Fundamental analysis

EUR/USD post-ECB meeting

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By the close of the trading week, everything has fallen into place.The US dollar is going north again. Meanwhile, the euro is still hovering somewhere in the south. A recession in the United States ended without even starting. Meanwhile, the ECB hawks are not ready to raise interest rates too aggressively, fearing it might harm the already weak economy.

Nevertheless, sentiment is still as combative as it can be. It all looks rather odd. In its statement, the ECB implied that borrowing costs are approaching the neutral interest rate fast. At the same time, the regulator stressed the need to further increase its benchmark interest rates in the coming months.

Anyway, the economy remains the ECB’s top priority. Meanwhile, a sharp increase in interest rates seems to be a catch-up attempt.

The European regulator used to be less hawkish. Meanwhile, broad signs of a decrease in economic activity in the eurozone align with a 0.50% rate hike in December, especially if inflation slows down a bit. This would be a minor negative factor for the euro. The EUR/USD pair pulled back from the parity level, following the ECB meeting. Still, the quote may get back to 0.9800.

Overall, the euro is unlikely to reach 0.9300 by the end of the year.


There is an alternative interpretation of the ECB’s decision. We cannot deny the fact that world central banks are now more prone to slow down the pace of rate hikes. Such decisions already came from the Bank of Canada and Australia’s Reserve Bank. On Thursday, the ECB also hinted at such a possibility, and it seems the US Fed will not be an exception either.

The US central bank made it clear recently that after a 0.75% rate increase in November, markets will get a signal about a further slowdown in the pace.

The greenback will definitely react to it with a fall. A plunge in the dollar value this week shows how sensitive the currency is to such news. On Thursday, the US dollar index bounced off its 3-week lows.


Next week is likely to become a turning point. If market players turn out to be right and the regulator somewhat eases its aggressive monetary stance, the greenback may enter a correction after a one-and-a-half-year-long rally.

Are there any reasons for concern?

Core inflation in the US grew to 6.6% from 6.3% in September. At the same time, the inflation rate is firm at 8.2% year-over-year. Inflationary pressure remains high, meaning the Fed’s fight against inflation is far from being over. Therefore, interest rates might be raised by another 150 basis points and reach the rate of 4.5% at the end of this year and 4.75% in early 2023.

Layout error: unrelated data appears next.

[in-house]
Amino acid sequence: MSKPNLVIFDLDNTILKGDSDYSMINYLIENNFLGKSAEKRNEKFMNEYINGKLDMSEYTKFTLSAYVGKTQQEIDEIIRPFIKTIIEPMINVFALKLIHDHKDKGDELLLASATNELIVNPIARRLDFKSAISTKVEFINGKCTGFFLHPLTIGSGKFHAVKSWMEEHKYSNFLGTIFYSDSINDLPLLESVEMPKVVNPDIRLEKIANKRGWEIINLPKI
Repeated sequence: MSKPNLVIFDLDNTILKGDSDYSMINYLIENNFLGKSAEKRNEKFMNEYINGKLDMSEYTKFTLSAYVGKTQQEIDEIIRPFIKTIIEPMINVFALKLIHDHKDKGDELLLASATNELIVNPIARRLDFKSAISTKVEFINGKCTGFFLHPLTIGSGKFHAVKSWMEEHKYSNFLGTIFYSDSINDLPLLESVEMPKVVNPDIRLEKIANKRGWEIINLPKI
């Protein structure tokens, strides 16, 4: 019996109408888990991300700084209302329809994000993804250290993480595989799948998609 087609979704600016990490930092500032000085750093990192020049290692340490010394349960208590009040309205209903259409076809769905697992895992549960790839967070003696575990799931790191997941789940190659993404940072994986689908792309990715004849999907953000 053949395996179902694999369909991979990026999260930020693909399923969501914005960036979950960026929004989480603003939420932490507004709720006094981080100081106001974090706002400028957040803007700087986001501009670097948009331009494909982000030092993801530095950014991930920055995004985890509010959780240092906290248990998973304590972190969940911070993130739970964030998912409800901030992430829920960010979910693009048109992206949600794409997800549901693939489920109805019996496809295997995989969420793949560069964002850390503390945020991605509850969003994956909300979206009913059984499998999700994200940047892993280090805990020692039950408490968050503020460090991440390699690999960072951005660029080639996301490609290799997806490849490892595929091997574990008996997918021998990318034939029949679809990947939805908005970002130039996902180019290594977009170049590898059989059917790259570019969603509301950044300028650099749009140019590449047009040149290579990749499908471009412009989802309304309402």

This would be enough to cause a significant decrease in consumer spending by constantly slowing inflation. At the same time, the economy may or may not slide into a recession at the beginning of 2023.

A row of fresh data shows that economic activity increased in the third quarter, which means a technical recession is no longer the case in the country. Still, recession risks are likely to stay high in the coming months due to the Fed’s interest rate policy.

For the first time this year, GDP accelerated. It rose by 2.6% in the third quarter, following a 0.6% fall in the previous quarter, marking the end of a technical correction that started at the beginning of the year.

Still, various economic sectors produce different results. Thus, the housing market was one of the first to react to the Fed’s aggressive tightening. Retail sales also declined due to a fall in demand. This leads to significant stockpiling in convenience stores and reduced inventory investment among retailers.

Although growth in the third quarter was impressive, the economy is facing mounting headwinds both at home and abroad. They are the energy crisis in Europe, economic woes in China, and the Fed’s rate-hike cycle.

As a reminder, the US regulator has raised interest rates five times since March. The Fed also warned in September that it saw the federal fund rate at 4.5% by the end of the year and at 4.75% next year.

Rising borrowing costs across the economy and a strong US dollar are causing powerful headwinds. Meanwhile, weak external conditions amplify downside risks, ING said.

Despite the fact that a technical recession in the US is over, the situation is still rather unstable, and high recession risks remain.

Therefore, the US still may face an economic downturn at the beginning of next year.

The material has been provided by InstaForex Company –